As soon as Bill gave the green light on the hospital, I knew right away who we needed to put on the project–design superstar Cathy Solarana. It was the right call, as Cathy brought everything she’s got to this one. We started in January with the creation of an identity for Danville Children’s. From there we developed all the necessary collateral materials like a brochure, a welcome packet for families, plus an event banner and merchandise like pens and notepads to give away to interested health care professionals in southern Arizona. Naturally, we’re also building out the hospital’s Web site. But the biggest challenge came when Bill and his team in Tucson saw that the hospital itself needed a top-to-bottom interior design overhaul–that the look and feel we developed had to be present in the hospital for the brand to be fully realized and understood.

Again we turned to Cathy because she’s an interior designer and a graphic designer. Cathy flew to Tucson and got to work reconfiguring the hospital space. Previously, the space had been used as and old persons’ home, so you can imagine the pressing need for a massive overhaul, one that would make sick kids and their families feel better and give them hope for the future.

Danville is actually a family of four companies. There’s Danville Children’s Medical Center, Danville Support Services (provider of in-home care), Danville Development Corporation (provider of HUD-subsidized housing for low income elderly people) and Danville Services Corporation (provider of a wide range of residential and day programs for people with disabilities). Thanks to Bill’s introductions and recommendations, Bonehook is working for all four companies. In combination with Corporate 3 Design, where my friend Shawn Hartley works, all Danville companies now have much improved Web sites and two of the companies are now active on Facebook.

As you can no doubt tell, it’s been all Danville all the time this year. But there have been a few other notable developments on the work front. I worked with Portland designer Aaron Draplin on Bonehook’s identity package. I love where Draplin went with our design brief and just about every person who receives a business card from me makes mention of our name and our look. In fact, our identity was recently recognized by The Rosey Awards, Portland’s annual ad industry show. With the help of ElectroArt, Bonehook also brought our particular brand of re-branding magic to Portland-based software-as-a-service firm, ProtoShare. Additionally, I wrote a cloud computing script for Cisco (care of their agency, Ascentium) and I provided social media marketing consulting to Home Infatuation, an online retailer of lawn and garden equipment.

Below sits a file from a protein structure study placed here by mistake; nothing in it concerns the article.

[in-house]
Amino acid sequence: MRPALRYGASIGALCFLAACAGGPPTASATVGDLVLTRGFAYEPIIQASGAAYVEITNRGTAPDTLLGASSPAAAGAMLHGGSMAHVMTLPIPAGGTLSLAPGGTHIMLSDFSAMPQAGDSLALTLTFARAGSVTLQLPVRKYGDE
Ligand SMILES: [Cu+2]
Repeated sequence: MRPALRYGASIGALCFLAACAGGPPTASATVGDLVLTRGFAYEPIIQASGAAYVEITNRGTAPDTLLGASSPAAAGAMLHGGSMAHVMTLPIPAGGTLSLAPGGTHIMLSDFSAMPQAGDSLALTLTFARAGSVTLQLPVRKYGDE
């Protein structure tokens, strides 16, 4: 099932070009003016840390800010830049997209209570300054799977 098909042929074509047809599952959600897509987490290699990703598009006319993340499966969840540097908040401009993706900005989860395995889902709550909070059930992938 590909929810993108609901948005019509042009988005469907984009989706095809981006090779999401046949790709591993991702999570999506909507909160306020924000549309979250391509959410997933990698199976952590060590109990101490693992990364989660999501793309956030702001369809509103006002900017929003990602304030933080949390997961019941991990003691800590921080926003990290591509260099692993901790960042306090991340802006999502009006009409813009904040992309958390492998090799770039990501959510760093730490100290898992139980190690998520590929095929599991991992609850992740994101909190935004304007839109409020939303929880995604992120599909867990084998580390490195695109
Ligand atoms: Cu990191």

I’ve also been working hard to bring in new business and while I can’t report any big wins just yet, I’ve got some proposals out that I’m excited about. Look for more details on these developments in the new year.

Lastly, I spent a good deal of time searching for the right work environment this year and finally found it in October when ID Branding offered to sublet office space to me. ID Branding is one of my favorite agencies in Portland and we spend our days in an inspired Pacific Building space with impressive views of the city and Mt. Hood and Mt. St. Helens. On top of the awesome space they’re providing, ID Branding is also feeding me work. I’m now helping them develop an energy efficiency campaign for their client Bonneville Power Administration.